nw3 to nyc

Observations on moving my family across the Atlantic


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I can’t feel my thighs

This is our final day in New York. E, J and I will travel back to London later today and leave R to do all the fun stuff like packing and handing back the flat. I love our flat so much that I want to pack it up and take it back with us. Luckily I don’t have to see the flat all empty, as it will make me very sad. It is the best place we’ve ever lived; R says it will be the best place we ever live. I think he’s right. The luxury of the expat life has some great perks.

Some nice men came round early this morning and took all our air freight, so that’s done. I will leave with just two suitcases, a sports bag and no buggy. J is all grown up now.

It is also a very cold day. In fact, I think it may be the coldest day since we’ve been here. It is minus 13 at the moment and over night it got down to minus 17! I was wrapped up to the extent that all you could see was my eyes shielded by glasses. My thighs were the least covered, just in jeans from mid thigh where my coat stopped to mid calf where my boots began, and they were tingling in the cold. They have only just defrosted.

I went to the phone shop to cancel my US mobile and went past Fairway’s. No more visits there. It reminded me that Whole Foods is due to open today so I went to have a nose, but I was two days early. Typical, we live here for over two years and then they open Whole Foods two days after we leave.

The streets around where we live are pretty grotty at the moment. There are huge chunks of ice everywhere, as it hasn’t warmed up enough to entirely melt everything. But where it has melted a bit, it reveals all the dog poo, the rubbish that people threw in the snow and it’s so dirty.

We’re going to the ever lovely Mansion Cafe for lunch and a final round of pancakes and bacon – why does that combination work so well? Then we’re off.


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When 9 x 3 = loud

In our last few days in New York, I have a moment of weakness where I agree to have a goodbye sleepover for E. She will turn 9 the week we return to London, so this is a birthday sleepover too. Most of the people I mention this too say I am quite mad or very brave. I am neither.

I organise this with military precision, to include dinner at a local burger place and hours of evening skating in Central Park to wear them out and burn off all the sugar from the calorie laden milk shakes. There is something quite special about skating at night in the sub zero temperature with the buildings of 59th and 5th Avenue looming over head. There are lots of British tourists on the ice, so it’s good to hear some familiar accents. The girls are loud, they are boisterous but they have fun, so much fun.

We pile into a yellow cab to go home and they spend far too long chattering in bed before eventually falling asleep. What a great New York way for E to spend an early birthday and remember the lovely friends she will have to sadly leave behind in a matter of days.


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And so it begins: the clear out

It feels like time is slipping away already. I am on a major drive to purge our apartment of stuff we just don’t need. We have been carrying around items for years that we move from house to house and never use. But that ends now. I am on a mission to have a big clear out.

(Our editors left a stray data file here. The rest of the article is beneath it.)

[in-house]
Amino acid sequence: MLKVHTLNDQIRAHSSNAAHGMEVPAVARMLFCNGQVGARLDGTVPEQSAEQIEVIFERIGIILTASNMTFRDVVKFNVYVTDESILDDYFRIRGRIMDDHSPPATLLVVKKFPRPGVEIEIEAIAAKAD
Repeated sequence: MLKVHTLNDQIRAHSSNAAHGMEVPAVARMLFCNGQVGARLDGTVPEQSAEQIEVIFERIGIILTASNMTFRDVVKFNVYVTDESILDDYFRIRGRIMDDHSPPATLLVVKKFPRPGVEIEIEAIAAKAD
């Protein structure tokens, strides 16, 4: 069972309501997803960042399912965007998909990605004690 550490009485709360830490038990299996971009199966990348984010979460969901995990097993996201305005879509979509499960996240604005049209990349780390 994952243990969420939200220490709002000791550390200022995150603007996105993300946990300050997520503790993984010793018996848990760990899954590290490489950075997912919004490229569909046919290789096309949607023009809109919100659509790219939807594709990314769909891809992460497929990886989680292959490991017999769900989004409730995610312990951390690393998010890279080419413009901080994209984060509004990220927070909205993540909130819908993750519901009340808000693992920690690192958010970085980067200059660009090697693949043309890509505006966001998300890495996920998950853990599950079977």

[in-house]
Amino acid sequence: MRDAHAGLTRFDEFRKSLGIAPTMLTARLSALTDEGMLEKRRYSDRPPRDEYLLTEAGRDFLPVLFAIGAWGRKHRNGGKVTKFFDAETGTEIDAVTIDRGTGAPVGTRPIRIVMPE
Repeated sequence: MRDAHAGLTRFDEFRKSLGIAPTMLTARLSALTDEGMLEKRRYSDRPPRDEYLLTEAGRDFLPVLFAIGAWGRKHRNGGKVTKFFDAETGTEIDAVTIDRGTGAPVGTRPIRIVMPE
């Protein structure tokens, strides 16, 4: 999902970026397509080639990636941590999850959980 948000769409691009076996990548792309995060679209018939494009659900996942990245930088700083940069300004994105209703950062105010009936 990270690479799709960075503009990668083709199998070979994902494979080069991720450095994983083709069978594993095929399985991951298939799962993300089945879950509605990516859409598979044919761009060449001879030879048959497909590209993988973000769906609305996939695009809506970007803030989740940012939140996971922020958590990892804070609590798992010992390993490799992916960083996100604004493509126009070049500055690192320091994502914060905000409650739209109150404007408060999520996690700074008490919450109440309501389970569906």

So how do you get rid of things in New York City? Well, according to our doorman you need the Salvation Army. Sounds extreme, but he’s right, they collect all your unwanted goods and sell them on to make money for their own charitable needs. I booked a pick up online last night at www.satruck.org. It’s a really good website that allows you to specify the goods you want to donate (although some of their categories are a bit esoteric), where you want them collected from and when. I was amazed at the lead time, it’ll be another 2 weeks before the boxes are collected, so I’m glad I did this early.

Then there’s the electrics. We had to buy electrics that drew any considerable amount of power, so that includes the hair dryer, toaster, kettle, hoover, shredder, blender and dust buster. I am looking for good homes for them all now, except the dust buster that will go in the bin as it’s completely worn out from collecting all the crud on our white kitchen floor! The electrical goods will be hopeless back in the UK and we already have them all sitting in a lonely storage crate in the back of beyond.

And of course there’s toys and baby clothes. J has gone from being a 10 month old baby when we arrived to a 3 year old tornado. He has a lot of baby things we just don’t need now and there will be no baby 3, that’s for sure. So, I have been sending these off to someone I know who has a boy exactly 2 years younger than J.

Even the buggy will go. Kids in New York stay in buggies way longer than UK kids because of the amount of walking they seem to do to get to school. I have seen 5 year olds in buggies. But not us. I am determined the nearly 9 year old Maclaren will not be going home and will go to the buggy tip and the 3 year old Mountain Buggy is off to Queens. Don’t tell J.

I’m sure there will be more to go, but it’s a good start. So cathartic.


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And there’s another one

I’m referring to odd men. Back in the summer there was ‘creepy guy’ who got offended when I told him it wasn’t quite right for him to be hanging around a kid’s park with no kid. Today’s oddity was a bearded man wearing a sign around his neck proclaiming something about Jesus and sins who was hanging around our street. He decided that it would be absolutely fine to approach J and offer him what looked like a coloured stone. When I said ‘you shouldn’t give things to small children’, he just pushed it further at J’s hands, and J was of course fascinated by this and would have willingly taken it had I not pulled him away. The odd man then decides to follow us down the street, while I walk faster and hope the light’s in my favour so that I can cross the road and not stop. I look back and he’s gone.